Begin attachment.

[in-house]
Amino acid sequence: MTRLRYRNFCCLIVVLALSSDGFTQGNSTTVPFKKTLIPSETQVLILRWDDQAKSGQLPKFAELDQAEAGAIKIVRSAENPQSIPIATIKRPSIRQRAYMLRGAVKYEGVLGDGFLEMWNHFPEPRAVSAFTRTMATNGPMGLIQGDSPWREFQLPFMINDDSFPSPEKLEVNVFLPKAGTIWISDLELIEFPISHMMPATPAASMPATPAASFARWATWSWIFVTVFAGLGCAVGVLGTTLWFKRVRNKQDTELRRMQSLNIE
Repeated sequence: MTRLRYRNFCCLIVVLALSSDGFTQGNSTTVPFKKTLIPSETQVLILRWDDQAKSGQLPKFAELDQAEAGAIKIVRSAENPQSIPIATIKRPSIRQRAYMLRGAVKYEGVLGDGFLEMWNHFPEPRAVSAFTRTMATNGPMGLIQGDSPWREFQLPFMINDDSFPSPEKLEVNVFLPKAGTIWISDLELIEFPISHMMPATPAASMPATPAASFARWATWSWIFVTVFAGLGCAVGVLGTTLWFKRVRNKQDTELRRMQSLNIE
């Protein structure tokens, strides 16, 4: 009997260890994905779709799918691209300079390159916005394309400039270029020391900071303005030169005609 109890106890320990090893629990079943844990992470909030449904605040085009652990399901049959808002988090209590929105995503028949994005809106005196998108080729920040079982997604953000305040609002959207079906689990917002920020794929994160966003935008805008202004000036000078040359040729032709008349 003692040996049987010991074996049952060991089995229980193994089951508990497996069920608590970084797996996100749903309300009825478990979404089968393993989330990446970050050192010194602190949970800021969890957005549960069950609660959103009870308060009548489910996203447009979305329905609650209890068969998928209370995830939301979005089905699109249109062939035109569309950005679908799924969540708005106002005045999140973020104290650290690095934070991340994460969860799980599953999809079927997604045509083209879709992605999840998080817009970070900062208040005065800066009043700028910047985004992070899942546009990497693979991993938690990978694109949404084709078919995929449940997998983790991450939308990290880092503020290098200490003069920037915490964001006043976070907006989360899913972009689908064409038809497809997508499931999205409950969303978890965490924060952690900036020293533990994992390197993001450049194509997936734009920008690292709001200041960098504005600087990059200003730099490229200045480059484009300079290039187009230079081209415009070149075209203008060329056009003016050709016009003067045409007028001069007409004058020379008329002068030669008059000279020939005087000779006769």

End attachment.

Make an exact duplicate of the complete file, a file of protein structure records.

[in-house]
Amino acid sequence: MTRLRYRNFCCLIVVLALSSDGFTQGNSTTVPFKKTLIPSETQVLILRWDDQAKSGQLPKFAELDQAEAGAIKIVRSAENPQSIPIATIKRPSIRQRAYMLRGAVKYEGVLGDGFLEMWNHFPEPRAVSAFTRTMATNGPMGLIQGDSPWREFQLPFMINDDSFPSPEKLEVNVFLPKAGTIWISDLELIEFPISHMMPATPAASMPATPAASFARWATWSWIFVTVFAGLGCAVGVLGTTLWFKRVRNKQDTELRRMQSLNIE
Repeated sequence: MTRLRYRNFCCLIVVLALSSDGFTQGNSTTVPFKKTLIPSETQVLILRWDDQAKSGQLPKFAELDQAEAGAIKIVRSAENPQSIPIATIKRPSIRQRAYMLRGAVKYEGVLGDGFLEMWNHFPEPRAVSAFTRTMATNGPMGLIQGDSPWREFQLPFMINDDSFPSPEKLEVNVFLPKAGTIWISDLELIEFPISHMMPATPAASMPATPAASFARWATWSWIFVTVFAGLGCAVGVLGTTLWFKRVRNKQDTELRRMQSLNIE
């Protein structure tokens, strides 16, 4: 009997260890994905779709799918691209300079390159916005394309400039270029020391900071303005030169005609 109890106890320990090893629990079943844990992470909030449904605040085009652990399901049959808002988090209590929105995503028949994005809106005196998108080729920040079982997604953000305040609002959207079906689990917002920020794929994160966003935008805008202004000036000078040359040729032709008349 003692040996049987010991074996049952060991089995229980193994089951508990497996069920608590970084797996996100749903309300009825478990979404089968393993989330990446970050050192010194602190949970800021969890957005549960069950609660959103009870308060009548489910996203447009979305329905609650209890068969998928209370995830939301979005089905699109249109062939035109569309950005679908799924969540708005106002005045999140973020104290650290690095934070991340994460969860799980599953999809079927997604045509083209879709992605999840998080817009970070900062208040005065800066009043700028910047985004992070899942546009990497693979991993938690990978694109949404084709078919995929449940997998983790991450939308990290880092503020290098200490003069920037915490964001006043976070907006989360899913972009689908064409038809497809997508499931999205409950969303978890965490924060952690900036020293533990994992390197993001450049194509997936734009920008690292709001200041960098504005600087990059200003730099490229200045480059484009300079290039187009230079081209415009070149075209203008060329056009003016050709016009003067045409007028001069007409004058020379008329002068030669008059000279020939005087000779006769």